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Outdoor Environmental Education Research Blog

Outdoor Environmental Education Research Blog

A compilation of research from students and staff in Outdoor Environmental Education at Moray House School of Education and Sport.

Putting Outdoor Learning in its Place: A Resource to Aide the Development of Place-Based Outdoor Learning Pedagogy in Scottish Primary Education

About the author

Stewart Atkinson is an active and enthusiastic facilitator of outdoor learning experiences. He graduated with merit from the Outdoor Education MSc programme having been accepted onto the course with no prior academic experience, relying instead on his sector experience. Having worked in independent education, local-authorities and third sector organisations, his MSc has helped him start his own outdoor learning consultancy company; “OutdoorClassrooms.Scot Ltd”.

Through OutdoorClassrooms.Scot he hopes to use the resource he created in addition to the experience and knowledge he gained to enable more facilitators engage in place-based outdoor learning in their own settings. For further information regarding his applied research project, to talk about future projects or just for a friendly chat about anything outdoors related please contact him via email: or check out twitter @OutClassScot Facebook: OutdoorClassrooms.Scot or Instagram: @OutdoorClassrooms.Scot

Disconnection with place

I was fortunate enough to attend residential outdoor education field trips when I was in school. Perhaps that was what laid the foundations for a career of 15 years (and counting) that I am truly passionate about. Having spent 5 years working in the sister centre of the one I visited as a child, I began reflecting on how isolated these experiences, so far from home, could be if not carefully planned.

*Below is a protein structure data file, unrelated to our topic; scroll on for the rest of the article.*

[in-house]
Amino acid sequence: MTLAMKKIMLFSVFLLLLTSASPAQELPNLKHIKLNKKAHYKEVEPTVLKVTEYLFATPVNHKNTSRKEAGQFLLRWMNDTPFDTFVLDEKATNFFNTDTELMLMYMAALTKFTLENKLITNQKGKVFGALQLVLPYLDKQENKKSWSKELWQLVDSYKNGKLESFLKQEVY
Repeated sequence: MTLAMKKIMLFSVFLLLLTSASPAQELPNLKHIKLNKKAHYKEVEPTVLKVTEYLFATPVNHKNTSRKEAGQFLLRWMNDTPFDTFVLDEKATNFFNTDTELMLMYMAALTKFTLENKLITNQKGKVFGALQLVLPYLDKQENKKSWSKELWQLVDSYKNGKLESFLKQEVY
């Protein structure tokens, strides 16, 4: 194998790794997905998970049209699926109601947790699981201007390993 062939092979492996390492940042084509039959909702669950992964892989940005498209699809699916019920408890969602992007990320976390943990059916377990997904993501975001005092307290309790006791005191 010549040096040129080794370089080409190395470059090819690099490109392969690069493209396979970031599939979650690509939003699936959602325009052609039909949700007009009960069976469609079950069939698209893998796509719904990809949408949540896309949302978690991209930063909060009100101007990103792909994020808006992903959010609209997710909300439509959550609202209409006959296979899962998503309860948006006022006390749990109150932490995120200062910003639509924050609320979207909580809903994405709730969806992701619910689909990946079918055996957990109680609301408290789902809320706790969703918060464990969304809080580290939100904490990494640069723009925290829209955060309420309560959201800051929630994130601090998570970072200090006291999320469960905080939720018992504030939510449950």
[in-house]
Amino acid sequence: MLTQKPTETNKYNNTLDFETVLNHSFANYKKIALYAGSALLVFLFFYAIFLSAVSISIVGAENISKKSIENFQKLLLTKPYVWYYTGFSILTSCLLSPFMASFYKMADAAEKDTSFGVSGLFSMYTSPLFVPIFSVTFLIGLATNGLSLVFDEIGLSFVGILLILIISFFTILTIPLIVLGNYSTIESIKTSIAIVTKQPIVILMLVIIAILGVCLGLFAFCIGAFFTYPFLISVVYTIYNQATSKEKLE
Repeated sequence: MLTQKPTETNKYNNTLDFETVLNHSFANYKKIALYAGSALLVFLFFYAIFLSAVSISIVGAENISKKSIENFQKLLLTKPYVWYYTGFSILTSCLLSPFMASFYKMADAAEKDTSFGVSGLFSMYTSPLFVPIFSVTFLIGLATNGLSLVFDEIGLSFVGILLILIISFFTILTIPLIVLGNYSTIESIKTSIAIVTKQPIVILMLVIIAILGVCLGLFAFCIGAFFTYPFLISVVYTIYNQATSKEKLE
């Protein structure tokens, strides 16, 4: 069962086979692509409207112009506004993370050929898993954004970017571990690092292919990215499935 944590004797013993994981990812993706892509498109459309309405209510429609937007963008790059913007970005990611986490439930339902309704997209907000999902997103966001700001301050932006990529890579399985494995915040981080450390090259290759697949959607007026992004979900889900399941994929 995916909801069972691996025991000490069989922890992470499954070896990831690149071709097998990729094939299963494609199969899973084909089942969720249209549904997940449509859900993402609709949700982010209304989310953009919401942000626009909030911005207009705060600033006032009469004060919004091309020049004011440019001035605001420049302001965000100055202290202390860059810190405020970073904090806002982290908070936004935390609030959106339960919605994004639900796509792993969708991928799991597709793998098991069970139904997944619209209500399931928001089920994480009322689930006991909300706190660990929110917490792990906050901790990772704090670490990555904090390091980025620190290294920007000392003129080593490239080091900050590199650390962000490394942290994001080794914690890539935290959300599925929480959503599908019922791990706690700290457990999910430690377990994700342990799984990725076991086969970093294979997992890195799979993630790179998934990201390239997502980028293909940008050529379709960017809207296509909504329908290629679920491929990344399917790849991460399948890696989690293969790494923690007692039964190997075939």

I am a huge advocate for residential outdoor learning and I wholeheartedly agree with the work going into the proposal for a Bill to ensure that all young people have the opportunity to experience residential outdoor education. However, I also believe strongly that these experiences should not be seen as a tick in the box, standalone exercise with a drag and drop approach paying no attention to place, and with little regard for curriculum which is authentic to the individual.

When the time came for me to complete my dissertation, I wanted to engage in something I was truly passionate about and in a way that I felt I could make a difference. After many conversations with visiting staff in a residential outdoor learning setting and having connected with “the four zones of outdoor learning” (Beames et al., 2012, p. 6) which was adapted from Higgins and Nicol (2002, p. 44). I realised that more support was needed in the two innermost zones of outdoor learning: the “school grounds” and “local neighbourhood”.

By supporting practitioners in this area, we can not only augment classroom-based learning, but also enhance outdoor learning in the outermost zones (“Day excursions” and “Overnight stays, residentials and expeditions).

Applied Research Project

I wanted my research to address this lack of support and I wanted it to be based on authentic learning within a school community while remaining accessible to all within it.